Dollar Dominance Fading Amid Growing China Trade, Russia Sanctions Risks, Ray Dalio Says

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Dollar Dominance Fading Amid Growing China Trade, Russia Sanctions Risks, Ray Dalio Says

Fewer nations are willing to hold the U.S. dollar as America’s share in the global economy becomes smaller while China’s role in international trade expands, billionaire Ray Dalio noted. The founder of the world’s largest hedge fund also said that Western sanctions on Russia have highlighted new risks of keeping dollar assets.

‘Dollar Is Debt,’ Central Banks Are Less Inclined to Hold It

The importance of the U.S. fiat in international trade is decreasing and as a result the dominance of the dollar is fading, billionaire investor Ray Dalio said in recent interviews on Youtube. He also pointed out that sanctions imposed on Russia over its invasion of Ukraine have exposed new threats for governments keeping assets in the American currency.

Central banks around the world are less inclined to hold the greenback, the founder of Bridgewater Associates remarked on the Julia La Roche Show last week. “Dollars are debt. In other words, when one holds a dollar — a central bank — they hold a debt asset,” he stated, according to excerpts quoted by the Business Insider on Tuesday.

Dalio elaborated that previously nations have been willing to expose themselves to such debt so that they can trade globally as the dollar has been widely used in international transactions. However, with China promoting the use of its currency, the yuan, in trade deals with countries like Brazil, Kazakhstan and others, the need for the dollar may decrease in the future.

At the same time, Western financial restrictions on Moscow have been pushing the Russian economy towards the yuan while Russia also saw $330 billion in currency reserves frozen, further preventing it from transacting in dollars or euros. Dalio believes that the sanctions have increased the perceived risks associated with dollar assets. He concluded:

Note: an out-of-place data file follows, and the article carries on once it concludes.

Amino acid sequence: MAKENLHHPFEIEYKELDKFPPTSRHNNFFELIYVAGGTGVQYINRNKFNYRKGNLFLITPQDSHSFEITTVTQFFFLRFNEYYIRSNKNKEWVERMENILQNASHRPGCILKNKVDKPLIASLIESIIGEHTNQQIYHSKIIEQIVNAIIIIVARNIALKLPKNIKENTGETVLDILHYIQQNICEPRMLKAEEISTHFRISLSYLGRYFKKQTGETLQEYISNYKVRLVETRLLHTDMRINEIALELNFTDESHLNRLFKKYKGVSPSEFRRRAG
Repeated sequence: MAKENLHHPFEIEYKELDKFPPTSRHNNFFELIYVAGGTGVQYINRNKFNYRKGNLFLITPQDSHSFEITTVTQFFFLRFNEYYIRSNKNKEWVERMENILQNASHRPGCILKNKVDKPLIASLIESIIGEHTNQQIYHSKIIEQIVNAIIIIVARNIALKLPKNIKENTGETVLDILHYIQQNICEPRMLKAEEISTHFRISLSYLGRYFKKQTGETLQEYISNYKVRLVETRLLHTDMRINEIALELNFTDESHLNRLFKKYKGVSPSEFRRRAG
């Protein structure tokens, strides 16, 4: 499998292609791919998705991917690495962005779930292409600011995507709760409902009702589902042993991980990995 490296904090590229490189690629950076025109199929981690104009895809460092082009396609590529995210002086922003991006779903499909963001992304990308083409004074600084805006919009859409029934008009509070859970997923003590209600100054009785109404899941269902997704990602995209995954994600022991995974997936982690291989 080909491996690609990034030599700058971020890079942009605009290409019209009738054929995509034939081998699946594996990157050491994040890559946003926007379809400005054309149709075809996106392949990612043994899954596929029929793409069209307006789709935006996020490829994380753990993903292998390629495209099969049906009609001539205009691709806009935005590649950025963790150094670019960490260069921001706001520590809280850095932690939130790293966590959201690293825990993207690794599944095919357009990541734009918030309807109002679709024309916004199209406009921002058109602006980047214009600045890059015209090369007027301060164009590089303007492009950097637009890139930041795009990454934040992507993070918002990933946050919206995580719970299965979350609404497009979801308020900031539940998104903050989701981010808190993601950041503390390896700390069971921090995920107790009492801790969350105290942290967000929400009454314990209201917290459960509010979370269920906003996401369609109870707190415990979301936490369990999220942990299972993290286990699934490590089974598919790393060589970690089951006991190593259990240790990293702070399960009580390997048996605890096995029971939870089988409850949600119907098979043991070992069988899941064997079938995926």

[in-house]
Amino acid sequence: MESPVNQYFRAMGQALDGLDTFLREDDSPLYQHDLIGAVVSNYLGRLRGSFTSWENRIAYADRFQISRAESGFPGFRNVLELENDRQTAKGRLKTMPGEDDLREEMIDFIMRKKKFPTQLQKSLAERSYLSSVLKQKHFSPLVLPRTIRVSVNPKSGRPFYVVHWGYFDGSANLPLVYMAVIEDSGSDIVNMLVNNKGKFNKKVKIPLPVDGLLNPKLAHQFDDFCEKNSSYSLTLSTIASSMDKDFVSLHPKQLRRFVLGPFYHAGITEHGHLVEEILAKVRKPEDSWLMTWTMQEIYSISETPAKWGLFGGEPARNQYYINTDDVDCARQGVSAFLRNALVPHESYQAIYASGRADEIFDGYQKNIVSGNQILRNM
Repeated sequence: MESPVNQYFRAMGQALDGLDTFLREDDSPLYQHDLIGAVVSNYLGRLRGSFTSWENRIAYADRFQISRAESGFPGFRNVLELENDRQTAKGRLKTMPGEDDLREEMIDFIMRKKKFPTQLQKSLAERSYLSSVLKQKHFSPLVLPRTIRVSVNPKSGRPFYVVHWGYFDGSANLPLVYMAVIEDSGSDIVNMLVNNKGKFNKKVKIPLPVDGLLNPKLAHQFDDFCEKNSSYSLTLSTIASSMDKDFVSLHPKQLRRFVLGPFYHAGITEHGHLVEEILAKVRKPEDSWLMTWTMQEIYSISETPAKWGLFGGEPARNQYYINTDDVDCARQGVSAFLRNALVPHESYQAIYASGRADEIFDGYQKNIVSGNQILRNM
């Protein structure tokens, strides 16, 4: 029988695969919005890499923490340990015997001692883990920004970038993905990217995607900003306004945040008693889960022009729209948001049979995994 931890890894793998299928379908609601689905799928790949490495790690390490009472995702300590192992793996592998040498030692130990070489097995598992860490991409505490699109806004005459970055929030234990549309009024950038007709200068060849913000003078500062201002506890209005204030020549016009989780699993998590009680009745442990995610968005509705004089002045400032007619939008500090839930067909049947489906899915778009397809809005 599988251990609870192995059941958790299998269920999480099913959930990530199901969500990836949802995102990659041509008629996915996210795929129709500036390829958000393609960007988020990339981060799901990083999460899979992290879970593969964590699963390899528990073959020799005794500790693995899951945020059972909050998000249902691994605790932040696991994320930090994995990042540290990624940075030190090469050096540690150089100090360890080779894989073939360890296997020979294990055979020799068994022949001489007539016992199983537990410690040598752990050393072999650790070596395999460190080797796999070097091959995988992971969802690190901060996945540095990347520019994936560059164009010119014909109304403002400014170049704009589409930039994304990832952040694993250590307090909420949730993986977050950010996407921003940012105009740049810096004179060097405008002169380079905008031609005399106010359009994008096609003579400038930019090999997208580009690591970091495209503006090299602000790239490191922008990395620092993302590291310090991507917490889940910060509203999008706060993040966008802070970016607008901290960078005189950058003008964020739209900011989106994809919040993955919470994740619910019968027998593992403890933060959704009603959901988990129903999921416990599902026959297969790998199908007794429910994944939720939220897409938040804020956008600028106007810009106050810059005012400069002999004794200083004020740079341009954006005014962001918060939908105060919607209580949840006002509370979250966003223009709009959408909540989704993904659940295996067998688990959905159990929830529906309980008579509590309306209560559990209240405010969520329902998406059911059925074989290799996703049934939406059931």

So for those reasons, there’s less desire to hold U.S. dollar-denominated debt, which means yes, less U.S. dollars. So the supply-demand picture is worsening, particularly as we continue to have to sell them internationally to fund the deficit.

In an interview for Tom Bilyeu’s Youtube channel posted on Saturday, Ray Dalio again highlighted the weaponization of the U.S. dollar as a factor for its diminishing role. “The United States’ greatest weapon to use, as distinct from military weapon, is sanctions. So, sanctions means you freeze assets, those assets are the bonds. That happened with Russia and there are threats of it with other countries, China and so on,” he explained.

A number of public figures have recently acknowledged that sanctions policies can hurt the hegemony of the greenback, from Fox News host Tucker Carlson to U.S. Treasury Secretary Janet Yellen. Within the next decade, the U.S. dollar will play a much less dominant role than it is today, partly due to its weaponization, renowned economist Jeffrey Sachs was quoted as saying earlier in April. Their comments come amid efforts for “de-dollarization” led by BRICS, of which Russia and China are members.

What are your expectations about the future role of the U.S. dollar in global trade and economic relations? Share them in the comments section below.

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